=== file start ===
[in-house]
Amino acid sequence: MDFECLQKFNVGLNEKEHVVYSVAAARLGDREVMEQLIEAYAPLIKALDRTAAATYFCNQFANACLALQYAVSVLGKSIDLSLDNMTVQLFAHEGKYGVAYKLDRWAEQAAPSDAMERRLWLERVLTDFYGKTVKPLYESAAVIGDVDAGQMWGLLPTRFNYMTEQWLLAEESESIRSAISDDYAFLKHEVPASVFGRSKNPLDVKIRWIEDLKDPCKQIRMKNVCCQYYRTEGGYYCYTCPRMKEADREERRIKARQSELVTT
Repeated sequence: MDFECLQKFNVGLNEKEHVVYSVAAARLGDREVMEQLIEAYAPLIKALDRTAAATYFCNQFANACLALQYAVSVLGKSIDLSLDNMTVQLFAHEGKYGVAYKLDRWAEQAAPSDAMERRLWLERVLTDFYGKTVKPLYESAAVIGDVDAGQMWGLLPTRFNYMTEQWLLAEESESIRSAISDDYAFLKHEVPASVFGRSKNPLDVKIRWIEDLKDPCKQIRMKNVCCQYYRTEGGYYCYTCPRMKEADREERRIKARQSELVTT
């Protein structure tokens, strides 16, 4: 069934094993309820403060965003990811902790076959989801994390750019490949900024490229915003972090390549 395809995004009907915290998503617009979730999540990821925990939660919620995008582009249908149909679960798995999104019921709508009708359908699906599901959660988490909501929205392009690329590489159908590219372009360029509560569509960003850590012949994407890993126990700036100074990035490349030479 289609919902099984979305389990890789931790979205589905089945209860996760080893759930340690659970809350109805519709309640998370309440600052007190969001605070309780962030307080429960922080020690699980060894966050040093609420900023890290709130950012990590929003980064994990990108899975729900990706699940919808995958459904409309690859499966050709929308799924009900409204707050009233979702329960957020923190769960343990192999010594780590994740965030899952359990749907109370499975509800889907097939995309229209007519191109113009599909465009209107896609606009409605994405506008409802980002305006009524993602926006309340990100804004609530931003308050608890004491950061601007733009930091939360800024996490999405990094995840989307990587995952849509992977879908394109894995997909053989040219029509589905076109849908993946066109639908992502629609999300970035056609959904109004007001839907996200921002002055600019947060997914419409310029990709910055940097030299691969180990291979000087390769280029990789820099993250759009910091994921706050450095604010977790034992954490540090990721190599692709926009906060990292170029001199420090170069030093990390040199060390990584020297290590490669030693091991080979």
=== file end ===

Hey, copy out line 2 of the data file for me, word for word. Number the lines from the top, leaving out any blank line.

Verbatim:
Amino acid sequence: MDFECLQKFNVGLNEKEHVVYSVAAARLGDREVMEQLIEAYAPLIKALDRTAAATYFCNQFANACLALQYAVSVLGKSIDLSLDNMTVQLFAHEGKYGVAYKLDRWAEQAAPSDAMERRLWLERVLTDFYGKTVKPLYESAAVIGDVDAGQMWGLLPTRFNYMTEQWLLAEESESIRSAISDDYAFLKHEVPASVFGRSKNPLDVKIRWIEDLKDPCKQIRMKNVCCQYYRTEGGYYCYTCPRMKEADREERRIKARQSELVTT